Larsen Lives Life, Defends Country On Way to Degree
As a freshman wandering the campus of Boise State University, Joshua Larsen of Nampa had only a vague notion of what he wanted to do: something with engineering and something outdoors.
What he learned that first year was the Army Reserve and the University of Idaho would be the paths that would lead him to success. He graduates from UI this month with his Bachelor of Science in forest resources, with a minor in forest operations, and vast experience from a tour in Afghanistan.
“I grew up in the city. I didn’t know anything about forestry,” Larsen said. He also didn’t know much about the rest of the world. Now six short years later, he is an expert in both.
Larsen visited UI during spring break of his sophomore year. Tom Gorman, associate dean of the College of Natural Resources, was the first person he met and who taught Larsen about the use of engineering in forestry.
Larsen spent that summer at basic training, developing a parallel track as a combat engineer before moving to Moscow.
He began the forestry program with the basic classes like forest measurements, although he admits he had no idea what he was supposed to be doing. He built his skills from zero and applied them the next summer at an internship with Potlatch Corp.
“That was an eye-opener for the corporate end of forest engineering,” Larsen said.
When he moved to Moscow, he transferred to the Army Reserve unit in Hayden Lake, knowing they were deploying to Afghanistan.
“It wasn’t until I was on the ground in Afghanistan that it reality hit,” he said. “Then it was this nervous tension the entire time.”
For four months, Larsen and his team headed out across the Afghan desert, down countless roads, with the sole mission of finding and disposing of improvised explosive devices (IEDs). IEDs caused 61 percent of the American troop casualties in Afghanistan in 2013, according to USA Today.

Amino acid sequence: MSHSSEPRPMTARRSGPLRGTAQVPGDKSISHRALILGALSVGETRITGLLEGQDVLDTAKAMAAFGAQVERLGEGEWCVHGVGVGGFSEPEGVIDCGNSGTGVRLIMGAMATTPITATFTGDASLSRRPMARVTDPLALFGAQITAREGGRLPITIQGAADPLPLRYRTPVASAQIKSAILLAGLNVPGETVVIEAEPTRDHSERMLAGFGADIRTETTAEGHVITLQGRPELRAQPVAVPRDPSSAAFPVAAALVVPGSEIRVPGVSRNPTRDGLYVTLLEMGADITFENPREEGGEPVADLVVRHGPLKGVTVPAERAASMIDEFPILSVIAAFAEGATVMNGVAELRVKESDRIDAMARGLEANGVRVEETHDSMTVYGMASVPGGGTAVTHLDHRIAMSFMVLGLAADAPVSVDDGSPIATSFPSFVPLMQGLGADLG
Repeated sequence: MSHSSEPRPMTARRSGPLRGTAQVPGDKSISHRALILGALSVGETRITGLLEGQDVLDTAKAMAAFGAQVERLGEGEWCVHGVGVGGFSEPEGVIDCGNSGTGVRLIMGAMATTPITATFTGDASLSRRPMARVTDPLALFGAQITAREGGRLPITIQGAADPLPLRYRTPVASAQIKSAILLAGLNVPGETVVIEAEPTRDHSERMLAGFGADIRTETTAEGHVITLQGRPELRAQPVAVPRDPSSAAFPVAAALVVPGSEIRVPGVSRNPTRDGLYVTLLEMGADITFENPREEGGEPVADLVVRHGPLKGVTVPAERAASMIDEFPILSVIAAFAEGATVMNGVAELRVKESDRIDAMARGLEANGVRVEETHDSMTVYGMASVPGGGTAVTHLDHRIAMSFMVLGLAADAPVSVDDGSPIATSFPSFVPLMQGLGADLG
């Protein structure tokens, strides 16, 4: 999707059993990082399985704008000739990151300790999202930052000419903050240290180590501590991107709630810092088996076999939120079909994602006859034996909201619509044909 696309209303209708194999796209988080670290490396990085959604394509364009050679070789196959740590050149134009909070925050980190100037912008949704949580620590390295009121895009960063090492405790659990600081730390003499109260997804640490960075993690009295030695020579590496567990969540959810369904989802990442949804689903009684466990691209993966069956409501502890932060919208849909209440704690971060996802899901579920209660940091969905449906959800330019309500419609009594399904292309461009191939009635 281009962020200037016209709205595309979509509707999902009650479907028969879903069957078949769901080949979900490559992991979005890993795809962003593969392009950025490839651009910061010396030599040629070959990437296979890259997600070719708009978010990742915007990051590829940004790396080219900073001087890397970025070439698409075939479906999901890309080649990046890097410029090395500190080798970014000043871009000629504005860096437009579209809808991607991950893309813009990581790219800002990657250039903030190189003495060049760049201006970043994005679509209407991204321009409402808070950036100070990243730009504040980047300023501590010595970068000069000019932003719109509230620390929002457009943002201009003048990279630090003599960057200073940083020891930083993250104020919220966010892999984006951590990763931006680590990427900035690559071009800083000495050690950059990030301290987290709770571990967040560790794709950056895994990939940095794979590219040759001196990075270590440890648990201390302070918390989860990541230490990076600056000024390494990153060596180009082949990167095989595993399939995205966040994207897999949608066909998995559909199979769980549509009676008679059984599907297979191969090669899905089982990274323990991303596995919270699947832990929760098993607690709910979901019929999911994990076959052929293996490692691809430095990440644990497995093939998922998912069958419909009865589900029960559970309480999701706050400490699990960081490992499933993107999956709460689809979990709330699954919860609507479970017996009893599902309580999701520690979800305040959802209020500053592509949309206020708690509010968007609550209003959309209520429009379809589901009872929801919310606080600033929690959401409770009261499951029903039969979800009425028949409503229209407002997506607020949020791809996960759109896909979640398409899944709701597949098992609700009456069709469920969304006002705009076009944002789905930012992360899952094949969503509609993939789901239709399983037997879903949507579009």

Seeing the culture and experiencing life half a world away was amazing for the Idaho native. Much of the unit’s work was centered out of Kandahar, which is ground zero for troops from around the world.
“I met so many soldiers from around the world,” Larsen said. “It was a great learning experience.”
A dislocated shoulder ultimately sent Larsen to Germany for surgery and back to Fort Lewis for recovery and rehabilitation. Looking for a way to pass the time while recovering, Larsen signed up for an independent study program through UI. It allowed him to take some courses and continue toward his degree during the down time. Five months later he flew home — it was the same day his unit hit Idaho soil.
Larsen has not only juggled school and the Army Reserves for six years, he also got married along the way. He and his wife, Heather, have two children. Heather is on track to graduate from UI in fall 2016.
“Time management is key,” Larsen said. “If you have a family, keep that up. We make it a point to have dinner together. It’s not always easy but I have never thought I wouldn’t finish.”
• Article written by Jodi Walker, College of Natural Resources